Zambia police quiz journalist over leaked audios
Zambian police on 24 January 2022 recorded a warned and cautioned statement from a journalist they accused of destroying evidence, as the fallout over leaked audio of a conversation between two government officials was broadcast on KBN TV.
A lawyer representing the KBN TV station manager said police were still conducting investigations into the case.
KBN TV recently broadcast a leaked audio between two government officials that were allegedly plotting against the government. Following the publication of the story, the station manager, Petty Chanda, was summoned by the police for questioning.
The Zambian Information and Media Minister, Chushi Kasanda, in an ominous message on social media site, Twitter, said the “government is concerned with the dwindling levels of professionalism in the media fraternity”.
On the leaked audio, she further said the Cyber Security and Crimes Act made it illegal for a person to access, disclose or attempt to disclose to another person, the content or any intercepted communication, or use or attempt to use any intercepted communication.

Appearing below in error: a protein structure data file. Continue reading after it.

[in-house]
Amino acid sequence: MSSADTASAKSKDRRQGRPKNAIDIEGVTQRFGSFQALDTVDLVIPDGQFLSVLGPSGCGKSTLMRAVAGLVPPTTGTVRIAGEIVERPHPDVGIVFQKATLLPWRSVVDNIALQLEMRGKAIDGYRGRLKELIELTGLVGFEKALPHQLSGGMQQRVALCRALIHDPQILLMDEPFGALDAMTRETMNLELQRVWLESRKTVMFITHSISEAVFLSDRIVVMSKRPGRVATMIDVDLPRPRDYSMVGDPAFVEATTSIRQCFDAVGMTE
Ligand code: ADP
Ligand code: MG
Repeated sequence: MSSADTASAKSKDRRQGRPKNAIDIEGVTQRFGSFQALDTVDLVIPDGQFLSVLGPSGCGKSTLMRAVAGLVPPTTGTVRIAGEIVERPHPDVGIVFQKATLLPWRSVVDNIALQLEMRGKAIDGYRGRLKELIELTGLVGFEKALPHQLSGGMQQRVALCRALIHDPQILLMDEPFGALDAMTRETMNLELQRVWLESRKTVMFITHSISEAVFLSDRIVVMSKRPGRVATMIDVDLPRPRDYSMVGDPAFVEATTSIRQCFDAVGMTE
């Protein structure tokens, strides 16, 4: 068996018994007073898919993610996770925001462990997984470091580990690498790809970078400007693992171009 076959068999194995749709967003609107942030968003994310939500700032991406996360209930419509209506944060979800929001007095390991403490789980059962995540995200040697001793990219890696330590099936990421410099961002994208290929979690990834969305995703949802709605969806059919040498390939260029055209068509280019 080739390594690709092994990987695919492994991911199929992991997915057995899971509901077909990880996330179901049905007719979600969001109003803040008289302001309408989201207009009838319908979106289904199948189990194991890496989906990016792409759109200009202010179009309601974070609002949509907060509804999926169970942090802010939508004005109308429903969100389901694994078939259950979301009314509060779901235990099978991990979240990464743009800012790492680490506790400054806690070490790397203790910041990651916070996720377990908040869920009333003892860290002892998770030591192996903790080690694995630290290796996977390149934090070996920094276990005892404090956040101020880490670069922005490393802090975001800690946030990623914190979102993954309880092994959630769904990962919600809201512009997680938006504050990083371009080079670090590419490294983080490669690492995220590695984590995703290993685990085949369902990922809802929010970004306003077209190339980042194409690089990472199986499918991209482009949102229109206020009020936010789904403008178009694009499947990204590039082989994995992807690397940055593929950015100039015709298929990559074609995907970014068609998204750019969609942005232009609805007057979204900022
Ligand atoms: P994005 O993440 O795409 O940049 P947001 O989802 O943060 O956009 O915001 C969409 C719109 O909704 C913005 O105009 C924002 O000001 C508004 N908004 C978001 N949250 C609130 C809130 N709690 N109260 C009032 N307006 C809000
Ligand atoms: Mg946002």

MISA calls on the government of Zambia to drop charges against KBN TV and its station manager with immediate effect. Rather, the government should be spending its energies and resources investigating the contents of the leaked messages as opposed to shooting the messenger.
It is ironic that the government is now relying on the Cyber Security and Cyber Crimes Act, a law that President Haikande Hichilema pledged then to repeal if elected into power.
We urge President Hichilema to live by his campaign pledges and create an environment that promotes freedom of the media and of expression.
The Media Institute of Southern Africa (MISA) was founded in 1992. Its work focuses on promoting, and advocating for, the unhindered enjoyment of freedom of expression, access to information and a free, independent, diverse and pluralistic media.
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